Grilling a ThanksgivingDitch the oven. Forget the dangerous deep fryer. Try using a propane-powered grill to cook your turkey this year.

Blogger G. Stephan Jones of The Reluctant Gourmet said he tried the technique and loved the smoky flavor and juicy meat it produced – not to mention the oven space it freed up for various side dishes.

Here’s some tips he recommends to get the best out of your propane-grilled bird.

Thaw it: Obviously you don’t want to grill a frozen turkey. Thaw it completely before you put it on the grill. Because this could take several days, you’ll want to keep in in the fridge to avoid food poisoning.

Rotate it: Jones recommends using indirect heat. Light one side of the grill and put the turkey on the other side. Be sure to turn it often as you cook. Start with the breast up and the legs pointing to the back of the grill and flip it so the breast is up but the legs point to the front. Keep rotating to avoid a burnt bird.

How frequently you flip depends on the weight of your bird. Jones has a handy formula to follow.

(The weight of the turkey X 12 minutes per pound ) / 3.

So if you have a 12-pound turkey: 12 lbs x 12 min./lb = 144 minutes divided by 3 = 48 minutes per rotation. So be prepared to flip every 48 minutes. Though Jones recommends cutting that time in half in the later stages of cooking.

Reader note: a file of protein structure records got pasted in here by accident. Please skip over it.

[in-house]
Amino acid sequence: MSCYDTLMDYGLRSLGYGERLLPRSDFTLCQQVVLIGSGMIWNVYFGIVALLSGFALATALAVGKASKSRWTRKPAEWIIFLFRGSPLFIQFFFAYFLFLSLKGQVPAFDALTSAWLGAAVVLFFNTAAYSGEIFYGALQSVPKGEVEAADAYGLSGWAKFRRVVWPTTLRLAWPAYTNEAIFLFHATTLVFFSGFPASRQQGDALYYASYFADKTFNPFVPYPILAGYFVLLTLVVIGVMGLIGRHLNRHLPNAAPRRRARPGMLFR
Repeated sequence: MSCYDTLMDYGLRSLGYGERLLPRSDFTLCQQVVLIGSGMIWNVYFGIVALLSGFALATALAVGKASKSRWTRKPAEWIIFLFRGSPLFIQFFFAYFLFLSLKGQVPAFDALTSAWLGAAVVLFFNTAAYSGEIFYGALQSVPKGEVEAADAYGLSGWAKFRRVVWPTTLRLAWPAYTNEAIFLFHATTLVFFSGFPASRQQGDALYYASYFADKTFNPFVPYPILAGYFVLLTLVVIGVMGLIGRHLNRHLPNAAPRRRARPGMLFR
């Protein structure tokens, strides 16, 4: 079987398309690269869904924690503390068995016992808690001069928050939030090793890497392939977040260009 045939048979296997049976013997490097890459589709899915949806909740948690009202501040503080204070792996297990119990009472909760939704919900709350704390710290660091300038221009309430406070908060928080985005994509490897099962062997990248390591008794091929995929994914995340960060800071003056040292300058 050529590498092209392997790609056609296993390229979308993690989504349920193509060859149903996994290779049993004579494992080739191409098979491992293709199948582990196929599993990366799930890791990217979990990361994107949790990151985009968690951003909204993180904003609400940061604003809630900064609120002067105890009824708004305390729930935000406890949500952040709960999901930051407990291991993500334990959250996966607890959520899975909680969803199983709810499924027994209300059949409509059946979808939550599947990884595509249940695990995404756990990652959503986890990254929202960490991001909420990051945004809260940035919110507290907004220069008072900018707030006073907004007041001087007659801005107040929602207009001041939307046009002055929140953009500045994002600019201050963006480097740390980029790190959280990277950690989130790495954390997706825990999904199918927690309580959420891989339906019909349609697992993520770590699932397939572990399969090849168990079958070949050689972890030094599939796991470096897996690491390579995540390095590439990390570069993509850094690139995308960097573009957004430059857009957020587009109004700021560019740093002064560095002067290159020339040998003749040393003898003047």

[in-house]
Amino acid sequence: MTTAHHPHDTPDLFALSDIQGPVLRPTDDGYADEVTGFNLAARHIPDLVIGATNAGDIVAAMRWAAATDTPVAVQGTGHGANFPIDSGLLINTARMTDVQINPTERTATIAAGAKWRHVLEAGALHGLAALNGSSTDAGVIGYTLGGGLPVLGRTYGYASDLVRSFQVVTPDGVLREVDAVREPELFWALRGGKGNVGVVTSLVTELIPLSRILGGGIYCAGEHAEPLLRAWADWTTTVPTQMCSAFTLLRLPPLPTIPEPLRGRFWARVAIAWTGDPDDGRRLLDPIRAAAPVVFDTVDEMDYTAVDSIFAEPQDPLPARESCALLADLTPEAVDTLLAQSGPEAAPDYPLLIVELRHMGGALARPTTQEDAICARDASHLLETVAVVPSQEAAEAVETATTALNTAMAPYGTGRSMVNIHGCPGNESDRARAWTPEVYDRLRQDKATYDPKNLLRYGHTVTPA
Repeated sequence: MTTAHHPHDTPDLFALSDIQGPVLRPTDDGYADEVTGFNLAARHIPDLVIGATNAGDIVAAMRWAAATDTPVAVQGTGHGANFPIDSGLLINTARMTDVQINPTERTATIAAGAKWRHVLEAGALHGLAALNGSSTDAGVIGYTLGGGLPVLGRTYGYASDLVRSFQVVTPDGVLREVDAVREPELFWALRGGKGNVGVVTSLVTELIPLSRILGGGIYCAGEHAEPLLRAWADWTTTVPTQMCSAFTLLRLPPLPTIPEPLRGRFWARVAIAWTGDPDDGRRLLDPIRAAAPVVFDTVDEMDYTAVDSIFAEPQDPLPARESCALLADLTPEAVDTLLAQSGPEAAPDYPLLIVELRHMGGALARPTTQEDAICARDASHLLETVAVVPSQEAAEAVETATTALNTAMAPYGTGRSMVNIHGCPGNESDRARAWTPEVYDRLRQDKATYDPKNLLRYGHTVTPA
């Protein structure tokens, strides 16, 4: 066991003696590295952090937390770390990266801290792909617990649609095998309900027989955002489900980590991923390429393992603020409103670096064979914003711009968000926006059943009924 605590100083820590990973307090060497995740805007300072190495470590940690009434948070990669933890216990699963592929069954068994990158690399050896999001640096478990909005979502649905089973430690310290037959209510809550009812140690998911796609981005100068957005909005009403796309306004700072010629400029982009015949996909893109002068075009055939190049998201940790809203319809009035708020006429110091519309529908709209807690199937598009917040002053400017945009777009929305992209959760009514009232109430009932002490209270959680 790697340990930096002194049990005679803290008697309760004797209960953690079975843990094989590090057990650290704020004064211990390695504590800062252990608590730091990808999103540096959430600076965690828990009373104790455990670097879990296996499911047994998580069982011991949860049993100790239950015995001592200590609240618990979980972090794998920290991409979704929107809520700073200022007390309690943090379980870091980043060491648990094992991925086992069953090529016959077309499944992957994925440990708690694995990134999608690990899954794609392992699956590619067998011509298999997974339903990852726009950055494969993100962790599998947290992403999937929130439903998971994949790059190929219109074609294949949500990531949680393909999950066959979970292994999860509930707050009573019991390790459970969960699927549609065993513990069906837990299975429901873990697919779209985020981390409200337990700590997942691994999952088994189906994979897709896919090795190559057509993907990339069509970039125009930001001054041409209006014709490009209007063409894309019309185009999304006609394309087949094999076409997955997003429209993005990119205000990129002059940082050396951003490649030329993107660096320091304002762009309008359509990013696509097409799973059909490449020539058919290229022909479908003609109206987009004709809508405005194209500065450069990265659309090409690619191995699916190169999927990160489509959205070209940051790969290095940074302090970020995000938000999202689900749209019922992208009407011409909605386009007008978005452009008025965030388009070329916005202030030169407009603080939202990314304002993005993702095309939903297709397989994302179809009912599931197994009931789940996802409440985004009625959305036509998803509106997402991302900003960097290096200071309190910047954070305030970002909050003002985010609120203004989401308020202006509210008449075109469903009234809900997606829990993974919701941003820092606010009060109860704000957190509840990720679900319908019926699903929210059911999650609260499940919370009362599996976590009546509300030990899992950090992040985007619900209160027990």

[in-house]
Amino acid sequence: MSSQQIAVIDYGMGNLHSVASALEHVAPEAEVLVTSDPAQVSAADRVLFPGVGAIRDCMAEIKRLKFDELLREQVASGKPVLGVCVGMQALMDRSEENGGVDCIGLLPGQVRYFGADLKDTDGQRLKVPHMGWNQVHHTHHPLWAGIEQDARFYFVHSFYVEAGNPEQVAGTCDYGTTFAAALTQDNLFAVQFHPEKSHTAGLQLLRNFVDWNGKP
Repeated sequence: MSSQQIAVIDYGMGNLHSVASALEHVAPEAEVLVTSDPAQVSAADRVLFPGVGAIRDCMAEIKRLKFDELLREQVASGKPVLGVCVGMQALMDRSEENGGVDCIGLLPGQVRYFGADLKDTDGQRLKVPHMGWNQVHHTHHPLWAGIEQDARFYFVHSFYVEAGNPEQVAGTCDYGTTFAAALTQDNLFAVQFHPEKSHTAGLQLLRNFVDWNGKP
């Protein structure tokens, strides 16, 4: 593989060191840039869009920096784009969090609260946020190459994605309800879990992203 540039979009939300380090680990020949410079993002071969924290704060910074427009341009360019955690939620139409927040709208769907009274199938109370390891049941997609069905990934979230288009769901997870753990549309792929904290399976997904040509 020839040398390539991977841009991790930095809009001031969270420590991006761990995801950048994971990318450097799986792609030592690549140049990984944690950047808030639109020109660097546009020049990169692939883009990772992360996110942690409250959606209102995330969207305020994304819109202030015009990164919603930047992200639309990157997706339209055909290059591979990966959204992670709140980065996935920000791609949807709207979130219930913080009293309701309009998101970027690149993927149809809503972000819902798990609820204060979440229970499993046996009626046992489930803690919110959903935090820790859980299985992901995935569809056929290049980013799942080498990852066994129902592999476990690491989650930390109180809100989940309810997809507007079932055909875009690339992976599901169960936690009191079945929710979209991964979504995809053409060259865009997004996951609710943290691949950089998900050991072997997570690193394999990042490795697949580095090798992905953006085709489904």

Keep the door closed: Just as you’d keep the oven door closed when you’re roasting a turkey, you’ll want to close the top of the grill so the heat doesn’t escape.

Have the right equipment: You’ll need a shallow roasting pan to catch the drippings for gravy and a meat thermometer so you can test for doneness. You’ll want an internal temperature of 165 degrees for the breast meat. Don’t depend on the pop-up thermometer inside the turkey- unless you like your turkey extra dry. And don’t forget oven mitts to protect your hands while you turn the turkey.

For more tips, read The Reluctant Gourmet blog post.

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